Capablanca random chess
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Capablanca random chess (CRC) is a chess variant invented by Reinhard Scharnagl in 2004. It combines the piece set and 10×8 board from Capablanca chess with the permutation idea of Fischer random chess (FRC or Chess960). This game won a contest in 2005 held at The Chess Variant Pages to design a variant based upon the theme of the number 10.
The rules are the same as in Capablanca chess except the initial setup is randomized. White and black pieces are set up in symmetrical position. The pieces on the first rank are placed randomly with the following restrictions:
- Bishops must be on opposite-colored squares.
- The queen and the archbishop (which are composite pieces possessing, in part, the movement of bishops) must also start on opposite-colored squares.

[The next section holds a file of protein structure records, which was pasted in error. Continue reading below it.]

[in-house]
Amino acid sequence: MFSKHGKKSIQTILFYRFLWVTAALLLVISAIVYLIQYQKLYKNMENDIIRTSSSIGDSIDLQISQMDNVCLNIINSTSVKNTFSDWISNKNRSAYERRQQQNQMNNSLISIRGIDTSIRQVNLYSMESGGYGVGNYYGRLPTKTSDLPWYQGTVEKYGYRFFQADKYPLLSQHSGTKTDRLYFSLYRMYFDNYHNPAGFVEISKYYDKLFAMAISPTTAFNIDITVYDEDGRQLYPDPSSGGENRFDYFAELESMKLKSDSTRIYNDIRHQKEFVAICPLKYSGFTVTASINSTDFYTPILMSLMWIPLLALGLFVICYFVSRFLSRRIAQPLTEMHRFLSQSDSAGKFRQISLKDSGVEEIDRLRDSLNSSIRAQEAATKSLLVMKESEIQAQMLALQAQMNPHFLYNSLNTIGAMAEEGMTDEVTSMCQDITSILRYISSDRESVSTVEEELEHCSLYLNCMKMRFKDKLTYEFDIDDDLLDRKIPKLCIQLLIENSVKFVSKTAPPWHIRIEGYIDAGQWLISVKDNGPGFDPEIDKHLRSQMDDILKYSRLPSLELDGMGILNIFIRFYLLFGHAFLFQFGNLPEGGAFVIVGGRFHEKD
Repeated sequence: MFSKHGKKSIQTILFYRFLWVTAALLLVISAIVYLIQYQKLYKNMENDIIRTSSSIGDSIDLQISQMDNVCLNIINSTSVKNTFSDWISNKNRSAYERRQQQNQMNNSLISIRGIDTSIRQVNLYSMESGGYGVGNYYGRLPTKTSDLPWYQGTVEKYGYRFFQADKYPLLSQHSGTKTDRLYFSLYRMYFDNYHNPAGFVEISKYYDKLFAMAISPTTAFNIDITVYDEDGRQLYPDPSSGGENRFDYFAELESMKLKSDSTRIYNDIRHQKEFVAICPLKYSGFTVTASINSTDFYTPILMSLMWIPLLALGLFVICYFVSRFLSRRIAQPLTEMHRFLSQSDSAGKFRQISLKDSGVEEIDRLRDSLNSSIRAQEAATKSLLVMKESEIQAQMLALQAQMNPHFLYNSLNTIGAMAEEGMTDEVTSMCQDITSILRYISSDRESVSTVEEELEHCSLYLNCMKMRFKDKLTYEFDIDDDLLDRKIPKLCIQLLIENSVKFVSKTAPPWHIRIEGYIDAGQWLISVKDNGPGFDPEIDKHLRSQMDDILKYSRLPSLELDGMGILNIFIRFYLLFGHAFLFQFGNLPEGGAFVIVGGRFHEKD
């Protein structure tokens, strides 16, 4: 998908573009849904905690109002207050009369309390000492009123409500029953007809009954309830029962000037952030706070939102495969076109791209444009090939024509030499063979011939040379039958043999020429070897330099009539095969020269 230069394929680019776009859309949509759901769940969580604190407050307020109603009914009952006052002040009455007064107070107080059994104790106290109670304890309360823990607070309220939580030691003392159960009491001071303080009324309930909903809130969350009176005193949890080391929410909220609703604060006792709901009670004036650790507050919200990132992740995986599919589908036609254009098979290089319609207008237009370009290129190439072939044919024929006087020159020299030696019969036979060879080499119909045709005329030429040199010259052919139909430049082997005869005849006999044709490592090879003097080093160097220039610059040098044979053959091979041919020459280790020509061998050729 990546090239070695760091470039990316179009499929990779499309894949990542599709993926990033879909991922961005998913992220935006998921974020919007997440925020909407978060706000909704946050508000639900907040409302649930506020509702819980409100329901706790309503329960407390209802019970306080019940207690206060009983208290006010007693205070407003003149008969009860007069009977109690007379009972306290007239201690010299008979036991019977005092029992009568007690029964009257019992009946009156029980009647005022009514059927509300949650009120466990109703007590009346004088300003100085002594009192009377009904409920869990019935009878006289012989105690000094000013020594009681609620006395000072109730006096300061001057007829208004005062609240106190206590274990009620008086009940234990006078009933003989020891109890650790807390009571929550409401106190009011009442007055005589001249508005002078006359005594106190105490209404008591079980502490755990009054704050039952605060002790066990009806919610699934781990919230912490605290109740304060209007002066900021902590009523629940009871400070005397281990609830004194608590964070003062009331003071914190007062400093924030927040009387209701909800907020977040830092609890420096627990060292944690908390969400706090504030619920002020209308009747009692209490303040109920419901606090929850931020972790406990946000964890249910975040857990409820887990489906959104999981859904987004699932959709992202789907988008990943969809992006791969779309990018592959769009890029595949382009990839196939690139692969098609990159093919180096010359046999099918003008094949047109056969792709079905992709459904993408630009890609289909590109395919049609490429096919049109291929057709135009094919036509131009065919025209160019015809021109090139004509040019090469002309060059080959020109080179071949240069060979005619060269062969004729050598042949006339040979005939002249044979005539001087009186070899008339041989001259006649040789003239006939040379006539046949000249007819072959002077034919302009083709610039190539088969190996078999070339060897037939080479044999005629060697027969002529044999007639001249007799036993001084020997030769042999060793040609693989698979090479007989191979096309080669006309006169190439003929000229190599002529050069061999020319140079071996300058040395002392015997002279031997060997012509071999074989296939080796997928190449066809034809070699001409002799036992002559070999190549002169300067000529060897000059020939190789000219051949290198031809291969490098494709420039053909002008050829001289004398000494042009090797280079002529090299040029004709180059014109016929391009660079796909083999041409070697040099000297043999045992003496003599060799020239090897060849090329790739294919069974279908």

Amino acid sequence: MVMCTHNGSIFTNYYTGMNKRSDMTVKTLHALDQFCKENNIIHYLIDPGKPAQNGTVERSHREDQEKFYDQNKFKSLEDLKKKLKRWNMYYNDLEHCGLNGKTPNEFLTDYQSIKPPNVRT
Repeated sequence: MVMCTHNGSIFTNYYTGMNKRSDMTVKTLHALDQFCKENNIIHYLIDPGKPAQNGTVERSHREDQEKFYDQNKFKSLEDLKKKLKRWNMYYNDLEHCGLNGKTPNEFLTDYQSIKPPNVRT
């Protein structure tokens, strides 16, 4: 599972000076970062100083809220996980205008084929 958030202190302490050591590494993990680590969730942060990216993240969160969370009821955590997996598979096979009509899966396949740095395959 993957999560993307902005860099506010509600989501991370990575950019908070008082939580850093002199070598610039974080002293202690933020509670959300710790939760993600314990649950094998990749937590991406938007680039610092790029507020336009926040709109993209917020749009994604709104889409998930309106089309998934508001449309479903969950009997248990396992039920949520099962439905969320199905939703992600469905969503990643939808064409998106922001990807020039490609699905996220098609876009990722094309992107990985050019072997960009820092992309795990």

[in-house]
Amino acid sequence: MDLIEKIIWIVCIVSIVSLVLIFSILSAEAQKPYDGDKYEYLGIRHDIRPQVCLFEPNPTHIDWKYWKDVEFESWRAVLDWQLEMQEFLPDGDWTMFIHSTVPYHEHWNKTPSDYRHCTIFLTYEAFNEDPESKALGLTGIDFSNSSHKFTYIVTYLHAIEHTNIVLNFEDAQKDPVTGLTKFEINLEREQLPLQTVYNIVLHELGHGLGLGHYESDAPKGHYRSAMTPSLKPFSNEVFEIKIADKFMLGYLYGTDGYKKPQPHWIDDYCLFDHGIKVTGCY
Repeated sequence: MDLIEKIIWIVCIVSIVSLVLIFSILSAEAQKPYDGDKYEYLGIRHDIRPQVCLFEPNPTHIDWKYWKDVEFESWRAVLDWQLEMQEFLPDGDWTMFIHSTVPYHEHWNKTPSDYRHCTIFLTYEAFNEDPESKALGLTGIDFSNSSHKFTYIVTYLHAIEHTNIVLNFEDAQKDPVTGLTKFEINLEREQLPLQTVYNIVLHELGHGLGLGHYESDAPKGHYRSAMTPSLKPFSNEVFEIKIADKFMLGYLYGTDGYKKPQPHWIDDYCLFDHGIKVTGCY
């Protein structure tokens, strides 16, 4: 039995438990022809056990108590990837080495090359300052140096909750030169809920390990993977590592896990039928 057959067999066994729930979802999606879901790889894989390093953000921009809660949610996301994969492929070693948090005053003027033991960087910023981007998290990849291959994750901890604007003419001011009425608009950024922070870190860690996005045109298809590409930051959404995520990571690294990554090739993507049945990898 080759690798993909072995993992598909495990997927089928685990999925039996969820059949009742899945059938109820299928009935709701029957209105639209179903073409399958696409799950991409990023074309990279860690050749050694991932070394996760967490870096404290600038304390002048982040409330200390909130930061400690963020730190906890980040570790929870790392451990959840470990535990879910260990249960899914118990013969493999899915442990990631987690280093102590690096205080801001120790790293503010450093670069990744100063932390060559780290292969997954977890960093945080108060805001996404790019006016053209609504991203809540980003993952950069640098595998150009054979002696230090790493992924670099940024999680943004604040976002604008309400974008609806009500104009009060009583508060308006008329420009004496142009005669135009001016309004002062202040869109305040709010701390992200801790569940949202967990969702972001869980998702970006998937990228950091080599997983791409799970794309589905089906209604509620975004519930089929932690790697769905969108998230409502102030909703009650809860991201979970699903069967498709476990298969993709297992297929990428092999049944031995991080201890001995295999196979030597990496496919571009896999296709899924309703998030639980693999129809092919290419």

- The king must be between the rooks.
- All pawns must be protected in the initial setup.
- The starting position must be different from that of Gothic chess (i.e. RNBQCKABNR).
- Starting positions with neighbouring bishops must be avoided.
The first restriction is taken from FRC for the purpose of balancing the power of colorbound bishops. The second restriction is based upon the first restriction but extrapolated to the piece set used by CRC. The third restriction is taken from FRC to preserve castling ability. The fourth restriction helps to minimize the advantage held by White in having the first move. The fifth restriction is to avoid possible legal issues in America with Gothic chess, which was formerly protected by a US patent. The sixth restriction was introduced later upon discovery by Scharnagl that such positions might increase the advantage of first move for White.
Together, these six rules restrict the opening setup to 12,118 starting positions.
Extended FEN encoding
Within Capablanca random chess, X-FEN is used (to represent positions).